A recent UBC study highlights how important it is for middle-aged athletes to have their doctor check their cardiovascular risk factors, especially if they have high blood pressure, high cholesterol, or a family history of cardiovascular disease.
For the study, researchers followed 798 “masters athletes”—adults aged 35 and older who engage in moderate to vigorous physical activity at least 3 days per week. The participants included a range of athletes—runners, cyclists, triathletes, rowers, and hockey players.
Participants were asked questions about their health, family history, and physical activity levels. They also had their blood pressure checked and waist circumference measured. Some participants also took part in an exercise stress test. Those with abnormal results underwent further testing, such as a CT coronary angiogram, to determine if they had cardiovascular disease.
Of the 798 athletes, 94 (12%) were found to have significant cardiovascular disease. Ten participants were found to have severe coronary artery disease (blockage in their artery of 70% or greater) despite not having any symptoms.
This study’s findings build on previous research that found masters athletes have a higher incidence of cardiovascular disease than non-athletes of the same age with similar risk factors. However, previous research has also found that, compared to non-athletes, masters athletes typically have more calcified plaque, which is known to be more stable and less likely to cause a heart attack.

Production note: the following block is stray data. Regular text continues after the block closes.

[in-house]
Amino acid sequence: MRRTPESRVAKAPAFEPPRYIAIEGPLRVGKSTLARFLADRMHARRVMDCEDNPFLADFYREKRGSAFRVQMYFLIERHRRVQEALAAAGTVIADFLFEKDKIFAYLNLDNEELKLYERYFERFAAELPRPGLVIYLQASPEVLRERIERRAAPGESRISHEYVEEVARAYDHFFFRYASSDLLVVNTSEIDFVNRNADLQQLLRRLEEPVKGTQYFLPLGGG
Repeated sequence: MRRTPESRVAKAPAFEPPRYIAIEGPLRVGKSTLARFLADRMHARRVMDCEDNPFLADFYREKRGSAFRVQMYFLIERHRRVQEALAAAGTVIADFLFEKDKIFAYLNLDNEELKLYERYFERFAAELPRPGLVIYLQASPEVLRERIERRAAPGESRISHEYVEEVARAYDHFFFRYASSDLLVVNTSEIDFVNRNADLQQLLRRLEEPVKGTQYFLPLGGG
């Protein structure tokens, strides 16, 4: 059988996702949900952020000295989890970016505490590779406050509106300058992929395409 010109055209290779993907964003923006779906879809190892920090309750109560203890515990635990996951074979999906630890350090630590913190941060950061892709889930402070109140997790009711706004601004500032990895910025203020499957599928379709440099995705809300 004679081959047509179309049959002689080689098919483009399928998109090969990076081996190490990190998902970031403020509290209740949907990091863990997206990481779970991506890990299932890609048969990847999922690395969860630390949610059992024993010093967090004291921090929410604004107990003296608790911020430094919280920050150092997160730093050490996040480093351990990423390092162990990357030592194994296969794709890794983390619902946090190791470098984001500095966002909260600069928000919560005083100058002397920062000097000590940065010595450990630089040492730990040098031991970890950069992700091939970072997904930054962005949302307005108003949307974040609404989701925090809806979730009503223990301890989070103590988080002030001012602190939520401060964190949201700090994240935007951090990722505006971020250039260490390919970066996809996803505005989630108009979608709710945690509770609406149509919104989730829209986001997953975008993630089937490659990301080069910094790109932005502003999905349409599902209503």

While the findings may seem alarming, Barbara Morrison, the study’s lead author and a PhD student in experimental medicine at UBC, emphasized that it doesn’t mean masters athletes should stop exercising. She recommends people see their doctor for regular checkups, including blood pressure and cholesterol monitoring, especially if they have a family history of heart attack or stroke, and exercise in moderation. When taken to the extreme, exercise may have the potential to do harm.
Coauthored by researchers at SportsCardiologyBC, BC Children’s Hospital, and Weill Cornell Medical College in New York, the study was funded by Mitacs Canada and the Canadian Institutes of Health Research. The study is titled “Assessment of cardiovascular risk and preparticipation screening protocols in masters athletes: The Masters Athlete Screening Study (MASS): A cross-sectional study,” and is published in BMJ Open Sport and Exercise Medicine.
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